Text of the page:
Run of the Mill’ was one of the first songs written about the Beatles by a Beatle. George Harrison wrote it shortly after the band’s disastrous ‘Get Back’ sessions in 1969, detailing the group’s falling apart.
Specifically, Apple Records was in shambles, John Lennon was pretty much finished with the band and Paul McCartney was becoming Mr. Bossypants. (Sources: Ultimateclassicrock; Faroutmagazine; Beatlesbible).
Following the group’s break-up, the band’s members weren’t shy about voicing their disdain for one another either. Not only did they trade insults in interviews, after all, all anybody wanted to talk about was the Fab Four anyway, but the bandmates also used songs to shoot barbs at one another. Paul McCartney famously took aim at John Lennon’s sanctimonious virtue signalling on ‘Too Many People’ on his solo album Ram. In turn, that song led to John Lennon writing the viciously cruel ‘How Do You Sleep?’, a pointed track that came hurtling across the airwaves straight back at McCartney.
It was around the time that Harrison had decided he’d “had enough” and quit The Beatles for a short period of time as all the bad blood had got too much for him. It was during this time that he realised that being in a band would no longer suit his purpose and, if he wanted to get his spiritual message out there, he would need his own platform. All Things Must Pass the magnificent solo LP would be that moment.
‘Run of the Mill’ closed out the second side of the record and is a vintage piece of work which stands up with anything that The Beatles, together or individually, have ever produced. In the opening lyrics, Harrison starts singing about choice and “when to and not to raise their voices”. In the chorus section, he then ponders on how “no one around you can carry the blame for you.”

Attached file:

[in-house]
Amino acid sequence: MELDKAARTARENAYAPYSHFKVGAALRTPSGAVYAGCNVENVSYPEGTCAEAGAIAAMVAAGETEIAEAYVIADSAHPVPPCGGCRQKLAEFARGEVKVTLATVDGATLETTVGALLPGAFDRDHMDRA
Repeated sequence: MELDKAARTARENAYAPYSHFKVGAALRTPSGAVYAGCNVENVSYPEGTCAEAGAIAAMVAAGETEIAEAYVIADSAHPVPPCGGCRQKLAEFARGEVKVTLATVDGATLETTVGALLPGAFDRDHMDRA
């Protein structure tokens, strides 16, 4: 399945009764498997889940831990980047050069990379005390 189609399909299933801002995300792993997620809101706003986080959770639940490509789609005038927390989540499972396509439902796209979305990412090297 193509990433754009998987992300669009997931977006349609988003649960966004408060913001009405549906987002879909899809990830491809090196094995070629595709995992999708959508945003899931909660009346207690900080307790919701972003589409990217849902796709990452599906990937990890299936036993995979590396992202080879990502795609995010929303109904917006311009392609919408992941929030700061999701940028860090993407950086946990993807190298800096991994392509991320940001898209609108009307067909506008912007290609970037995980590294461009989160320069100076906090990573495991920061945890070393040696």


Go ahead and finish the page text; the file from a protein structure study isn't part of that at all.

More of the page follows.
Harrison, in the later verses, sings directly about perhaps his most fearsome adversary in the band, Paul McCartney. Considering he remained close friends with Lennon and Ringo Starr following the initial split of the band and asks himself “how I lost your friendship.” The guitarist then answers his own question and swoons: “I see it in your eyes, Though I’m beside you, I can’t carry the blame for you.”
Harrison told Derek Taylor in 1979 of the song’s composition, “It was when Apple was getting crazy … Paul was falling out with us all and going around Apple offices saying ‘You’re no good’ – everyone was just incompetent (the Spanish Inquisition sketch). It was that period – the problem of partnerships.”